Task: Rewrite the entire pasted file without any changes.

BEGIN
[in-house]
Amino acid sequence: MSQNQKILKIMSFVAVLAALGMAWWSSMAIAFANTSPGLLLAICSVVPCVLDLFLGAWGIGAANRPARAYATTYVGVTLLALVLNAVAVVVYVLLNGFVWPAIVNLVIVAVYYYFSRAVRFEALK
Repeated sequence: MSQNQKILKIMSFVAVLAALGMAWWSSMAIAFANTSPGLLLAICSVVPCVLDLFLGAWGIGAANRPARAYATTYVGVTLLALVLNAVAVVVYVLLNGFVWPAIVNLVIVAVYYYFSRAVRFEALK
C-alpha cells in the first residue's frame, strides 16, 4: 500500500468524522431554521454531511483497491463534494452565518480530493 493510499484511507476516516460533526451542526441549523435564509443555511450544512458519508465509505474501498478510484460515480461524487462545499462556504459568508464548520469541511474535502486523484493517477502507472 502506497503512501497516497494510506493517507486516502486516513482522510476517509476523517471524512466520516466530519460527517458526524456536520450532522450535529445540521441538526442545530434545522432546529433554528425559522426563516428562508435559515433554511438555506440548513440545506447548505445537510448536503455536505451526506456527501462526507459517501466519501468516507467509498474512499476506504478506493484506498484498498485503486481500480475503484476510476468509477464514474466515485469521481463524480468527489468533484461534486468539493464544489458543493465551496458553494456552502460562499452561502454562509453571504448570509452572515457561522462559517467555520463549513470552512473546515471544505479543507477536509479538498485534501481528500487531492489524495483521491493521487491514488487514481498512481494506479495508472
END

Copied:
[in-house]
Amino acid sequence: MSQNQKILKIMSFVAVLAALGMAWWSSMAIAFANTSPGLLLAICSVVPCVLDLFLGAWGIGAANRPARAYATTYVGVTLLALVLNAVAVVVYVLLNGFVWPAIVNLVIVAVYYYFSRAVRFEALK
Repeated sequence: MSQNQKILKIMSFVAVLAALGMAWWSSMAIAFANTSPGLLLAICSVVPCVLDLFLGAWGIGAANRPARAYATTYVGVTLLALVLNAVAVVVYVLLNGFVWPAIVNLVIVAVYYYFSRAVRFEALK
C-alpha cells in the first residue's frame, strides 16, 4: 500500500468524522431554521454531511483497491463534494452565518480530493 493510499484511507476516516460533526451542526441549523435564509443555511450544512458519508465509505474501498478510484460515480461524487462545499462556504459568508464548520469541511474535502486523484493517477502507472 502506497503512501497516497494510506493517507486516502486516513482522510476517509476523517471524512466520516466530519460527517458526524456536520450532522450535529445540521441538526442545530434545522432546529433554528425559522426563516428562508435559515433554511438555506440548513440545506447548505445537510448536503455536505451526506456527501462526507459517501466519501468516507467509498474512499476506504478506493484506498484498498485503486481500480475503484476510476468509477464514474466515485469521481463524480468527489468533484461534486468539493464544489458543493465551496458553494456552502460562499452561502454562509453571504448570509452572515457561522462559517467555520463549513470552512473546515471544505479543507477536509479538498485534501481528500487531492489524495483521491493521487491514488487514481498512481494506479495508472